16 Days of Activism in the DRC: International Alert's contribution
‘I stand up and take action against violence against women in cross-border trade’ is the theme developed by International Alert’s Mupaka Shamba Letu (MSL) project during the 16 Days of Activism against violence against women and girls from November 25 to December 10, 2021.
The MSL project communication team took the opportunity to give a voice to people involved in the cross-border trade sector in the Great Lakes region of Africa. To do this, one post per day was published on the MSL project’s Twitter and Facebook throughout the 16 Days of Activism for the elimination of violence against women and girls campaign.
Taking part in the campaign were women small-scale cross-border traders from the Virunga, Alanine, Birere and Kahembe markets, as well as leaders of cross-border traders’ associations, civil society implementing partner organizations (FVA, AFRABU, SOFIBEF, GEL, UMOJA IN ACTION, CEIJP, Collectif Alpha Ujuvi), border officials, the Gender, Family and Children’s Division, the press, and staff from Alert Rwanda and the DRC.
All of these people unanimously vowed to send a message to their communities and fellow traders to have the power to make their voices heard by decision-makers for change in cross-border trade.
Short videos produced by the team explain how our work accompanies women to come together across geographical differences and divisions and to fight against the marginalization and violence they face in their daily lives.
In collaboration with the associations of cross-border traders with whom we work, we sensitized the public to the need to end harassment and violence at the border.
The key message was printed on the banners that were placed at all the main border posts of Goma including the small barrier, the large barrier, the cross-border market of Kahembe, Alanine market as well as traffic circles and major traffic points for maximum visibility in the city of Goma and surroundings.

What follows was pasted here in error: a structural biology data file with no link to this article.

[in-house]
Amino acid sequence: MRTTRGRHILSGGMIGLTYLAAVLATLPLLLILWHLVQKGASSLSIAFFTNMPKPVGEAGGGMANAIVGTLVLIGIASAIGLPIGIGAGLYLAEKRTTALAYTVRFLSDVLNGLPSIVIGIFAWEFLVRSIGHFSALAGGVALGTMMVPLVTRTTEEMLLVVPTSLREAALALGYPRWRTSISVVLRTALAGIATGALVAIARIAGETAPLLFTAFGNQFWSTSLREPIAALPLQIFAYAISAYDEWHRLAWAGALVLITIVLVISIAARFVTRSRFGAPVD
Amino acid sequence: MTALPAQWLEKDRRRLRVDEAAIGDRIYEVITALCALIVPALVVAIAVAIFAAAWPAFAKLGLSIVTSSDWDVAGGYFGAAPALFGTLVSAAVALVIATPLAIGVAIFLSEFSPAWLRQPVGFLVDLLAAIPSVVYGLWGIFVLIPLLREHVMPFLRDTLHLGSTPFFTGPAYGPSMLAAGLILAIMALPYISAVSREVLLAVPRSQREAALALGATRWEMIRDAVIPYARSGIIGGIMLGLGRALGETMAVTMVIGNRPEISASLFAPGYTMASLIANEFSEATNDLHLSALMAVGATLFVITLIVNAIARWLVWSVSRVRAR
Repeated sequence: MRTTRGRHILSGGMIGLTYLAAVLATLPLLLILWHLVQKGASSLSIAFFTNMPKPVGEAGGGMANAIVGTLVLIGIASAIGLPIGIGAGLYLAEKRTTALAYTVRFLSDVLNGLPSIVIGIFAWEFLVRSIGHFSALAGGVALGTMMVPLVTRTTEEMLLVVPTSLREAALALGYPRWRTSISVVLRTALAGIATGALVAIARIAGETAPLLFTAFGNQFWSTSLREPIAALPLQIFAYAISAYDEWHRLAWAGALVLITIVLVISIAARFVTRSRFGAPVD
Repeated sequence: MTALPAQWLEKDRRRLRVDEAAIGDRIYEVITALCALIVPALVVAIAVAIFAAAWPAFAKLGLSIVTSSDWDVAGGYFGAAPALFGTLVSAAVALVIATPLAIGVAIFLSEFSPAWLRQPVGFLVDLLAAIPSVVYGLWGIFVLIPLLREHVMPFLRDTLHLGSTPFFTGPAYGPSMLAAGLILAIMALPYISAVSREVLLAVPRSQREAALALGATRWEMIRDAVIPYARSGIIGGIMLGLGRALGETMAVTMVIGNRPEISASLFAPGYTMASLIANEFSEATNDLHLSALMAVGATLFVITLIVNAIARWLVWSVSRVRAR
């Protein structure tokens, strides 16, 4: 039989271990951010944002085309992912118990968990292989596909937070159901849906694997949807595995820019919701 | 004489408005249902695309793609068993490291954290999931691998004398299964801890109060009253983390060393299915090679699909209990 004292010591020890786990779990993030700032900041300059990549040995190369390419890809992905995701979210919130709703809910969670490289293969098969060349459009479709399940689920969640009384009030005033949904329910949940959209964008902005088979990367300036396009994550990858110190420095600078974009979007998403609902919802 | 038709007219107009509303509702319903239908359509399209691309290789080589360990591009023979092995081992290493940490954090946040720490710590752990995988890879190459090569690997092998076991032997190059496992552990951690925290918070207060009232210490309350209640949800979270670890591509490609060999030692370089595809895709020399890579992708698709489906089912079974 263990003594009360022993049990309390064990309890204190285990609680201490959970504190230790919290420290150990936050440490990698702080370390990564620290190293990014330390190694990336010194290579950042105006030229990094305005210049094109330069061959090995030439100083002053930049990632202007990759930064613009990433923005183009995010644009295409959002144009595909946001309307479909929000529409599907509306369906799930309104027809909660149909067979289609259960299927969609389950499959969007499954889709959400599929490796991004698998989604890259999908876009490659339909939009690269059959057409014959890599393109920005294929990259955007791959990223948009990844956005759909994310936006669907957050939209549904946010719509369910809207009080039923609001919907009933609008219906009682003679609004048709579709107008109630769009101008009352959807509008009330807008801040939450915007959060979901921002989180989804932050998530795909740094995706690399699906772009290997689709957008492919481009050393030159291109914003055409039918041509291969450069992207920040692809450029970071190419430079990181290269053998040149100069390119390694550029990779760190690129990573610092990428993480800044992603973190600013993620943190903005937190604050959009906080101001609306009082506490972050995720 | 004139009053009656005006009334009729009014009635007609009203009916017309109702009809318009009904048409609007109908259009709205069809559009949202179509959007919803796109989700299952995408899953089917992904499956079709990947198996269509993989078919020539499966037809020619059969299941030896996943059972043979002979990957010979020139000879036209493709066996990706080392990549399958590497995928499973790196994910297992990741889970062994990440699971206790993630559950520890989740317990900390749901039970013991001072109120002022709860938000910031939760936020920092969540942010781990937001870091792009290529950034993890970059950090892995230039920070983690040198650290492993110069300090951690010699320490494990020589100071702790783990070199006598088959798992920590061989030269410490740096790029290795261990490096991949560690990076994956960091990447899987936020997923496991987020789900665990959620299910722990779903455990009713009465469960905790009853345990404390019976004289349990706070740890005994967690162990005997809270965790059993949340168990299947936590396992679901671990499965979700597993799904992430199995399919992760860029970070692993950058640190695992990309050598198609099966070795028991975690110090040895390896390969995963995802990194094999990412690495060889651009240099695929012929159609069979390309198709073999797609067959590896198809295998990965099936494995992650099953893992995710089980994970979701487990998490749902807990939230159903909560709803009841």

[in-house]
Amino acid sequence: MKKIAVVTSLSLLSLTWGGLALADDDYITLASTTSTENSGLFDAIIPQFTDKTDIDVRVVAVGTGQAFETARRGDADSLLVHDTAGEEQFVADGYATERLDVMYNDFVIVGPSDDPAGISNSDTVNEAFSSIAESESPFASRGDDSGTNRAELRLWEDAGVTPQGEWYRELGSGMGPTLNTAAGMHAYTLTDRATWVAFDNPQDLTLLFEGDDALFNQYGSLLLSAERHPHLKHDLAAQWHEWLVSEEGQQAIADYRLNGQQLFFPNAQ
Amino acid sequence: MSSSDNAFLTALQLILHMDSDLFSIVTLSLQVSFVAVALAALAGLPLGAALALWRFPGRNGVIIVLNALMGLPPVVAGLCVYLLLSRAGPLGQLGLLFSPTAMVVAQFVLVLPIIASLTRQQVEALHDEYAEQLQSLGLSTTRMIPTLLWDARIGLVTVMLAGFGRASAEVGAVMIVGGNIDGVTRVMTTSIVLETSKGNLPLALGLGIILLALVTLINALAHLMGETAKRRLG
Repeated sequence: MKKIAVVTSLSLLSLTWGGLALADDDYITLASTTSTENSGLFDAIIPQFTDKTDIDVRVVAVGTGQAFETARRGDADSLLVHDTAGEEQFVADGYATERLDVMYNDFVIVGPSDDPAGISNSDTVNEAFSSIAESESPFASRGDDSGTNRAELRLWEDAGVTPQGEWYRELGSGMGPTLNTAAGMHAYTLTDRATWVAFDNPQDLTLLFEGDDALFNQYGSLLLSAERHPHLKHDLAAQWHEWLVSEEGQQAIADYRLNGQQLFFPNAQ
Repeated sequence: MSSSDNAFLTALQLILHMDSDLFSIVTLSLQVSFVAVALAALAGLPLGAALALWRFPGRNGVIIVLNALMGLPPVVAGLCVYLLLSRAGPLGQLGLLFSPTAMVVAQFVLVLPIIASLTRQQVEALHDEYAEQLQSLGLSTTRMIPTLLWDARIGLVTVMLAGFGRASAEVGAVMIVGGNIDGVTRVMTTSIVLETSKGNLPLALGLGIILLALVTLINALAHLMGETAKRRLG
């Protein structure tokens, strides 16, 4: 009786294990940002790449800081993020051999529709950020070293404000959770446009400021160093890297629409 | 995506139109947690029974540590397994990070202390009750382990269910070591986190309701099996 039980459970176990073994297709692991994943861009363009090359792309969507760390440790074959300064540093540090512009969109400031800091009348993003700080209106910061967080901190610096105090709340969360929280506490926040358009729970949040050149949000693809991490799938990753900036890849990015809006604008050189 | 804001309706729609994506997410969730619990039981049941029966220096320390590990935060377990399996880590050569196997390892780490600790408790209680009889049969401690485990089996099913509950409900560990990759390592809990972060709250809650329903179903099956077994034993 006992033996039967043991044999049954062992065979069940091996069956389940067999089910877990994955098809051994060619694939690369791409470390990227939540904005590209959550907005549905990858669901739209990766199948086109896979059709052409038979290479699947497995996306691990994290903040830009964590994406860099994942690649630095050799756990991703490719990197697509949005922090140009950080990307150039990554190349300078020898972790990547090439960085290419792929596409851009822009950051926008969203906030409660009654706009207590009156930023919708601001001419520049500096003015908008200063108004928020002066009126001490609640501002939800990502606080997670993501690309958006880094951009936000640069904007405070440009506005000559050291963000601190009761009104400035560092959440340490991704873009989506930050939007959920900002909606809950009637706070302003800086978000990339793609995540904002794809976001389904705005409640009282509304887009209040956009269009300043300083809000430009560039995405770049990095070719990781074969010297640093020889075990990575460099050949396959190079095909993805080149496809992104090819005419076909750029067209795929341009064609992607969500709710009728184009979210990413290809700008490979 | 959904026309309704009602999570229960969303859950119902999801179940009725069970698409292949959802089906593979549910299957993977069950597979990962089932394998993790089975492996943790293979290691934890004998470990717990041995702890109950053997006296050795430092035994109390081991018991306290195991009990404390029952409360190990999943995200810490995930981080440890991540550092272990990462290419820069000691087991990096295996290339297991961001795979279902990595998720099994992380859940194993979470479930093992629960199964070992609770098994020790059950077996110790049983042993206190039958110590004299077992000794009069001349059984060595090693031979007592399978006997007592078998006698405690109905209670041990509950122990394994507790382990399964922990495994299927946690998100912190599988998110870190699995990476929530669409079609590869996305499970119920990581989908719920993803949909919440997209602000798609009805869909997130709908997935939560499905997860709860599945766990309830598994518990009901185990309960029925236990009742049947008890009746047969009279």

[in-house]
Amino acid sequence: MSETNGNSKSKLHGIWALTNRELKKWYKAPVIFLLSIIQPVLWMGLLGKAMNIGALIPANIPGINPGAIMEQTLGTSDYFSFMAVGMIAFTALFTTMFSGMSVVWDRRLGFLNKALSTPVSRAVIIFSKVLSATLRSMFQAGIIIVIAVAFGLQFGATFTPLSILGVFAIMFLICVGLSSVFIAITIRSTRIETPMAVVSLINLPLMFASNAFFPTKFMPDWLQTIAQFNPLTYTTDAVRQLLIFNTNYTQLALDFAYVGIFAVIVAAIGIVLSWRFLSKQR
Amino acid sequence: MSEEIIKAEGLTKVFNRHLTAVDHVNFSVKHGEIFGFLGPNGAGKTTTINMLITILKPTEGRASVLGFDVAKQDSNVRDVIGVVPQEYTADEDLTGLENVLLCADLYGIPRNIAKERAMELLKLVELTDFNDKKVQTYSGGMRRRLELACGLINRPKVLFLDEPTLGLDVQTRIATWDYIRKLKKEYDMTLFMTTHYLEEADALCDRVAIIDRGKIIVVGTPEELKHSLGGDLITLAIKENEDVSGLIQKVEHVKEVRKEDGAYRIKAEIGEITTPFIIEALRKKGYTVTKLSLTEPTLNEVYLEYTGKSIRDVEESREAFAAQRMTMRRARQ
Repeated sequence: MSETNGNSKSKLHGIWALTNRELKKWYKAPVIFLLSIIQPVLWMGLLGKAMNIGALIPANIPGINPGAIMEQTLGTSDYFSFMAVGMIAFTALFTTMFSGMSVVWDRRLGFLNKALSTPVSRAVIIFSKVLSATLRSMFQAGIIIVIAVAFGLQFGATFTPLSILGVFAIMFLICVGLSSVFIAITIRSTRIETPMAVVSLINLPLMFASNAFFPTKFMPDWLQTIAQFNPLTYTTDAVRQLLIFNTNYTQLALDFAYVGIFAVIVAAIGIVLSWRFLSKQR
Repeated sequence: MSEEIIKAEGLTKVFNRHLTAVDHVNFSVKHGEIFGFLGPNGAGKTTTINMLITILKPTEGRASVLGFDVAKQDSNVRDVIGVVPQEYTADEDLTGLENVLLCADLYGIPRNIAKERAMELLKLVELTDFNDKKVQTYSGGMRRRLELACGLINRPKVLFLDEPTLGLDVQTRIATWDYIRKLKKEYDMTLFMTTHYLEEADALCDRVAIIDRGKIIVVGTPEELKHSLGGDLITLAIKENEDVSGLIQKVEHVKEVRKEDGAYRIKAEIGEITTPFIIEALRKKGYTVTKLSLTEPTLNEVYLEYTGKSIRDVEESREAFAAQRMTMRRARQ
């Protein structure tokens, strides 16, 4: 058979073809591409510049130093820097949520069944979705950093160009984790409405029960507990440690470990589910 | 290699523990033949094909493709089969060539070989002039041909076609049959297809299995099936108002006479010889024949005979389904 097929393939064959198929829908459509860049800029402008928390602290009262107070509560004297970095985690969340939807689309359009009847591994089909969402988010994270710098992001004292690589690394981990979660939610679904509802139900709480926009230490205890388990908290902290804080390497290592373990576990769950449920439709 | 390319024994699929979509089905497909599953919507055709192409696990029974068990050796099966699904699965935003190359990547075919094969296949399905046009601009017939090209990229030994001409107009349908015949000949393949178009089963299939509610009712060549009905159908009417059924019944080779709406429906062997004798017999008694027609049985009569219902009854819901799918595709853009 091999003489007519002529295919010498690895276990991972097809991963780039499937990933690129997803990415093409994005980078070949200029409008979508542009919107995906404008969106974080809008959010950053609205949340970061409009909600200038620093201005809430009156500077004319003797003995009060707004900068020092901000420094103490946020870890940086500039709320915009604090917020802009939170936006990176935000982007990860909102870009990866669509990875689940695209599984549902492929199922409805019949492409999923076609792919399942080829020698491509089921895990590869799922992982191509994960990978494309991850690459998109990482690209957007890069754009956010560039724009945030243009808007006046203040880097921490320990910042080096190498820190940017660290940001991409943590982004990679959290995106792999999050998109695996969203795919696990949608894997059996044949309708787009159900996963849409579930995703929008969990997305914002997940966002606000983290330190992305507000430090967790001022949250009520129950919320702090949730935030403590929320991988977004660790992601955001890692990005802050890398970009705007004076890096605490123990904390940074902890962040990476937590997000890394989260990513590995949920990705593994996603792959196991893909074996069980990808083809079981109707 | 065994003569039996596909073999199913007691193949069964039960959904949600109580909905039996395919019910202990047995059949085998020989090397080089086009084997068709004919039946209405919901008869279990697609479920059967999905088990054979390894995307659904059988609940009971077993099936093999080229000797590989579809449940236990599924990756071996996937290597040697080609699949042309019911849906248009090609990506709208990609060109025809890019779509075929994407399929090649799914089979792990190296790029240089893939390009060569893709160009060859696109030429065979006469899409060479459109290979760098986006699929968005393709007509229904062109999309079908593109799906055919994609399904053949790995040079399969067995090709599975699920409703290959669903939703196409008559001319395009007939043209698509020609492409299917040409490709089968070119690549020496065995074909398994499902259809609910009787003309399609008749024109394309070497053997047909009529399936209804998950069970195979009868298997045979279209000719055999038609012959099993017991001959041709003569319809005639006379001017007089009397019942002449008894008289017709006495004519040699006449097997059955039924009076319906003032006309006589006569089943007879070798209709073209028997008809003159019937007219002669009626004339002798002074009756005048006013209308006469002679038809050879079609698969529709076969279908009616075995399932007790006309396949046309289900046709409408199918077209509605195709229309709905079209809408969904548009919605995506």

“It should be recognised that violence against women, based on gender, constitutes a major obstacle for women and their businesses, but also for their rights,” Alert gender specialist Gloriosa Bazigaga says.
It’s important that everyone engages with this issue and stands up against gender-based violence, and to promote freedom and the well-being of women who engage in cross-border trading.
Many women small-scale cross-border traders in the Great Lakes region suffer daily from sexual and gender-based violence.
They are often the sole breadwinners of their families and are under enormous pressure at home; during difficult economic times, there are reports of violence against traders if they are unable to provide goods for their families.
At the border, levels of physical and psychological harassment are high, with border officials in some areas taking advantage of a weak judicial system and little surveillance at the border.
Illiteracy levels among these women are high, making them even more vulnerable to manipulation as they are unaware of all their rights as citizens and can be easily manipulated and deceived by others.
In the societies from which many of these women come, very restrictive and traditional perceptions of the role of women in the home prevail; women who go out to earn a living each day are often looked down upon or not better regarded by our societies.
Through the Mupaka Shamba Letu project, Alert and its partners are working to combat this phenomenon by supporting women petty traders in developing their businesses, working with their families and husbands to change harmful social norms at home and in the community, and supporting these courageous traders to become ambassadors of peace and regional cooperation for the benefit of all through the business for peace approach.
Mupaka Shamba Letu is funded by the Embassy of Sweden and the Swiss Development Cooperation.